I’ll be honest—this is an ethics blog, after all—this has not been a great year for my family, for my nation, for ethics. I leave 2018 more pessimistic than I entered it, and I hate that. I feel alienated from a lot of my friends, and am feeling futile–I really hate that. I’ve spent too much of 2018 angry at selfish, dishonest, intellectually lazy, ignorant and mean people, and not enough—almost none, really—having fun. I can’t remember the last time I had fun.
The people, events and things that salvaged the year and made it bearable–the Red Sox had the best team and season by far in my lifetime, and it’s ridiculous how much that helps my state of mind—include the readers and commenters here on Ethics Alarms. As a group and individually, you all are attentive, respectful, serious, tough, smart and generous. Thank you.
Proethics also had a good year, even if some clients behaved spectacularly unprofessionally—how can you be unethical to an ethics company?–and even if every inquiry we got about sexual harassment training withered and died when I insisted that I wouldn’t do boilerplate junk, and would talk about the importance of due process for those accused.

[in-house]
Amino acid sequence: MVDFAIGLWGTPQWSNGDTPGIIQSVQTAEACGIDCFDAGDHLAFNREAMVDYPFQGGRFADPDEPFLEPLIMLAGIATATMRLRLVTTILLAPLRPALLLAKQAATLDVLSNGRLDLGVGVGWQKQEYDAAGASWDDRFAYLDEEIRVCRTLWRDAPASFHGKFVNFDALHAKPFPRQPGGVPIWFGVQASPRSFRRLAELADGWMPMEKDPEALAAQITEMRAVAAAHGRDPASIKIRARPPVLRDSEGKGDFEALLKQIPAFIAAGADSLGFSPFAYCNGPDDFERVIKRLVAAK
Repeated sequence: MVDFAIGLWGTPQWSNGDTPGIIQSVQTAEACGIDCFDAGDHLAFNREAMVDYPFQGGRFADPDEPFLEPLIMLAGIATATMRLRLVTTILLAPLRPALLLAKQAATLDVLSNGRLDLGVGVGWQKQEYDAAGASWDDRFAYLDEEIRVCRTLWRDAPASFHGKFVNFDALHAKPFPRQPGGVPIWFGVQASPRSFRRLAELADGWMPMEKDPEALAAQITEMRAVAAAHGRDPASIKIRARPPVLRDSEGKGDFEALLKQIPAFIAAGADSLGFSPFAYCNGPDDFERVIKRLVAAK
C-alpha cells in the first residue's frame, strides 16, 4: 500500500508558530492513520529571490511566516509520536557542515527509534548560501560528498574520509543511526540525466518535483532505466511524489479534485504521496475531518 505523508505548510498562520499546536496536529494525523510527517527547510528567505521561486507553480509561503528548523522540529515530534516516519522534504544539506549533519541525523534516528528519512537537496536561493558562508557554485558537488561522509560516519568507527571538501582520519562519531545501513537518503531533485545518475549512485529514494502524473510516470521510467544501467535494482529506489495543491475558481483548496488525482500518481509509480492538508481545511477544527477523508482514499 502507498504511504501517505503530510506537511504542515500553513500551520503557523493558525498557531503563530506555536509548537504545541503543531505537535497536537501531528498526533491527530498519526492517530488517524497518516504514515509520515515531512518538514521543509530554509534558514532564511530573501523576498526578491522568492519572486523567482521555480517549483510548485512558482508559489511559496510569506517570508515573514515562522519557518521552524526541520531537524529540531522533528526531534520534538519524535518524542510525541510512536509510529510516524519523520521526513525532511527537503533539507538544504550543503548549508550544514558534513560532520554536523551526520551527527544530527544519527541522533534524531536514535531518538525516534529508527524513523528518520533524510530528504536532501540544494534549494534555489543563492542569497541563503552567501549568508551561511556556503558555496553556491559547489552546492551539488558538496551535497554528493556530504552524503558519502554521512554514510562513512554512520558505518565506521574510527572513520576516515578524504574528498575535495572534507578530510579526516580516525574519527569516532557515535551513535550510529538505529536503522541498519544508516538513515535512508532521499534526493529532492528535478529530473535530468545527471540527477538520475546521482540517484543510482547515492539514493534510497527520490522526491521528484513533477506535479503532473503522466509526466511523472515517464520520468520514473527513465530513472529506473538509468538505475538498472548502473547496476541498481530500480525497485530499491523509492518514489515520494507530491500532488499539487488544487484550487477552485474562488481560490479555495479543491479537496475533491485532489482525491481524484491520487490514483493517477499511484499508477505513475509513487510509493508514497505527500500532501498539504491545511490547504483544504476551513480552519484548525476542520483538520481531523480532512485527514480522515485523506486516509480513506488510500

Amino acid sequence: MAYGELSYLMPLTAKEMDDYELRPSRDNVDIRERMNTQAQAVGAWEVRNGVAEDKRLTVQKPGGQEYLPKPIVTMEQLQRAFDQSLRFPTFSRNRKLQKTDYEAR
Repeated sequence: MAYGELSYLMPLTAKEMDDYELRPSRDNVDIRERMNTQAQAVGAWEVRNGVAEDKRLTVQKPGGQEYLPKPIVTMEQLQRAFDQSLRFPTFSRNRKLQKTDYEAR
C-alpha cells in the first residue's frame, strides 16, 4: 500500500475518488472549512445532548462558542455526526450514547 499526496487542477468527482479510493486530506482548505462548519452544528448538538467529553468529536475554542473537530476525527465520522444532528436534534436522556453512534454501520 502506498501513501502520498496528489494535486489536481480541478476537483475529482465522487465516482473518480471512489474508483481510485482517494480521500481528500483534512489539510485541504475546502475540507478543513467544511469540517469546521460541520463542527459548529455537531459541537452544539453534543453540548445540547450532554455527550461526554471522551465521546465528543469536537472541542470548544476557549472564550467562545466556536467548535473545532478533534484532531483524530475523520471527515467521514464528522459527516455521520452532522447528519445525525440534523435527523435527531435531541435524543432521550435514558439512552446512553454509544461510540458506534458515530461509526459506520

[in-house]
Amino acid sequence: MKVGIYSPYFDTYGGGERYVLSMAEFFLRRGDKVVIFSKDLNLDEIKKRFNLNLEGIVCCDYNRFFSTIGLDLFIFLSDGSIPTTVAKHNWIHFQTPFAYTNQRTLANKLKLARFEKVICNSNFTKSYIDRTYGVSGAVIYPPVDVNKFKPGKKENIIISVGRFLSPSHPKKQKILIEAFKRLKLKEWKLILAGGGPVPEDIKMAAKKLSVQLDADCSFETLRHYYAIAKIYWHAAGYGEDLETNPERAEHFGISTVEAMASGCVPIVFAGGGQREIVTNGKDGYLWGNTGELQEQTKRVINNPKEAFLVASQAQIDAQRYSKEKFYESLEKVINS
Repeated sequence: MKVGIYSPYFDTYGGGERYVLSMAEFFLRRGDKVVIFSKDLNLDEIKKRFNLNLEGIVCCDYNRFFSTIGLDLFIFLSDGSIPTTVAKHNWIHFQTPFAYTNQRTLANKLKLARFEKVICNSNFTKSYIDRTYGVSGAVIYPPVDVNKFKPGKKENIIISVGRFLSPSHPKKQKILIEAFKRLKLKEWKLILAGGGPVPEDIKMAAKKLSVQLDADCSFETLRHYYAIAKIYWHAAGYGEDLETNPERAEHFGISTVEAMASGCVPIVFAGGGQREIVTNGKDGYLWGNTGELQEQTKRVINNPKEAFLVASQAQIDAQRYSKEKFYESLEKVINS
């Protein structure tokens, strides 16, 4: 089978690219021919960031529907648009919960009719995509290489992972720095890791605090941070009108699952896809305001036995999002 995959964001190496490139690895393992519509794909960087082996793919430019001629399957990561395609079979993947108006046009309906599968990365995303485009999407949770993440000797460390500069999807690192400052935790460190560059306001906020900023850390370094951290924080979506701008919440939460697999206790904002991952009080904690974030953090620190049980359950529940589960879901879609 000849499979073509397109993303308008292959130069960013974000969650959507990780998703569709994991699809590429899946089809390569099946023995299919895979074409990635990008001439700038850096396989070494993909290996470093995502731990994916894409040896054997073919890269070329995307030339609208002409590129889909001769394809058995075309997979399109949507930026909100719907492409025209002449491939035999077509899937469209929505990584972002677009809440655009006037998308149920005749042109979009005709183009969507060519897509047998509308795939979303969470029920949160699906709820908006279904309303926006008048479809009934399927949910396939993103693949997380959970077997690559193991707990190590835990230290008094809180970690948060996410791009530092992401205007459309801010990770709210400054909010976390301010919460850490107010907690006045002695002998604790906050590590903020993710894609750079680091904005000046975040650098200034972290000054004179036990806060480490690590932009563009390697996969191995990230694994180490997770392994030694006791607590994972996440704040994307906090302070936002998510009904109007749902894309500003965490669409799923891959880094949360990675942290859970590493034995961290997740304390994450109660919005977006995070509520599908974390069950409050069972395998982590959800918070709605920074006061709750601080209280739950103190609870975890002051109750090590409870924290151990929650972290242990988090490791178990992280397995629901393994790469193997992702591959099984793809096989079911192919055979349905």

True, I was targeted by a couple of vicious and ideology-driven social justice bullies and feminist Furies this year with minimal damage: I was slimed on a legal gossip website and blackballed on NPR for, the complaining host said, “seeming to defend Donald Trump,” which I wasn’t. I lost a contract for refusing to apologize to brainwashed Chinese academics for describing Mao as a mass murderer, which, or course, he was. As the year ends, Facebook is blocking my posts.
That’s OK. I appreciate the opportunity to practice the courage, integrity, obstinacy and stubborn adherence to principle that Jack Sr. worked so hard to instill in me. (Still working on it, Dad!).
I learn so much researching and writing this blog: as one of my mentors, U.S. Chamber of Commerce president Tom Donohue once told me, “Sometimes I don’t know what I think until I hear what I have to say.” I wish I had a bigger megaphone, a larger audience, more influence, a higher place on the cognitive dissonance scale. That I don’t is my own fault and failing, of course; there’s a price for being a dilettante. Well, I’m not going to wallow—if there was one thing I learned from directing “Follies,” regret will kill you.
So my resolution this year is the same as it has been for many years now. I want to end 2019 smarter, wiser, and more ethical than I began it, and if I can be of any assistance helping others to do the same, that will be wonderful.